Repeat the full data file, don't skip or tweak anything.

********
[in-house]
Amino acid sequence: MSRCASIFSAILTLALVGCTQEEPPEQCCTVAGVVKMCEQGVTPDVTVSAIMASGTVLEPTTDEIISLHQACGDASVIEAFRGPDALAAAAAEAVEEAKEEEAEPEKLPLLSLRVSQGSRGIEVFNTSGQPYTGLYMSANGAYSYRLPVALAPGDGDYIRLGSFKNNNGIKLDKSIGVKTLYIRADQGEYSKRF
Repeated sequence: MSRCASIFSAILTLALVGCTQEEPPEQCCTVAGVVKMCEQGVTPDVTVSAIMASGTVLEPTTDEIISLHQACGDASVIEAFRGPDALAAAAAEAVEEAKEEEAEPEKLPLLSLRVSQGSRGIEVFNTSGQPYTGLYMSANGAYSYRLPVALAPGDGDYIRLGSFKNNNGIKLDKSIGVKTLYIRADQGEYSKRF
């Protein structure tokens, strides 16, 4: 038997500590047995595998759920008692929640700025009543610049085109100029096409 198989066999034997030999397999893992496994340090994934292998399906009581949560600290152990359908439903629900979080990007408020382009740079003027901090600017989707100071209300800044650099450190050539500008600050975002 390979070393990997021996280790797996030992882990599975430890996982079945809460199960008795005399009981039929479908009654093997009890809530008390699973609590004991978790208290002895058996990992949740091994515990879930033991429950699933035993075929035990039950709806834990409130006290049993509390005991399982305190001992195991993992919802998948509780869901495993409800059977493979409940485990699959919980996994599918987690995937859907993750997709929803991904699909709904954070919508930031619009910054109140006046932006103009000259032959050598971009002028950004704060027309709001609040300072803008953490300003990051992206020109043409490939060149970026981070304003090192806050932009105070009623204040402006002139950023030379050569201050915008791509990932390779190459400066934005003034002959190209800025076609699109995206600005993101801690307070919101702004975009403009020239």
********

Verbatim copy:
[in-house]
Amino acid sequence: MSRCASIFSAILTLALVGCTQEEPPEQCCTVAGVVKMCEQGVTPDVTVSAIMASGTVLEPTTDEIISLHQACGDASVIEAFRGPDALAAAAAEAVEEAKEEEAEPEKLPLLSLRVSQGSRGIEVFNTSGQPYTGLYMSANGAYSYRLPVALAPGDGDYIRLGSFKNNNGIKLDKSIGVKTLYIRADQGEYSKRF
Repeated sequence: MSRCASIFSAILTLALVGCTQEEPPEQCCTVAGVVKMCEQGVTPDVTVSAIMASGTVLEPTTDEIISLHQACGDASVIEAFRGPDALAAAAAEAVEEAKEEEAEPEKLPLLSLRVSQGSRGIEVFNTSGQPYTGLYMSANGAYSYRLPVALAPGDGDYIRLGSFKNNNGIKLDKSIGVKTLYIRADQGEYSKRF
């Protein structure tokens, strides 16, 4: 038997500590047995595998759920008692929640700025009543610049085109100029096409 198989066999034997030999397999893992496994340090994934292998399906009581949560600290152990359908439903629900979080990007408020382009740079003027901090600017989707100071209300800044650099450190050539500008600050975002 390979070393990997021996280790797996030992882990599975430890996982079945809460199960008795005399009981039929479908009654093997009890809530008390699973609590004991978790208290002895058996990992949740091994515990879930033991429950699933035993075929035990039950709806834990409130006290049993509390005991399982305190001992195991993992919802998948509780869901495993409800059977493979409940485990699959919980996994599918987690995937859907993750997709929803991904699909709904954070919508930031619009910054109140006046932006103009000259032959050598971009002028950004704060027309709001609040300072803008953490300003990051992206020109043409490939060149970026981070304003090192806050932009105070009623204040402006002139950023030379050569201050915008791509990932390779190459400066934005003034002959190209800025076609699109995206600005993101801690307070919101702004975009403009020239």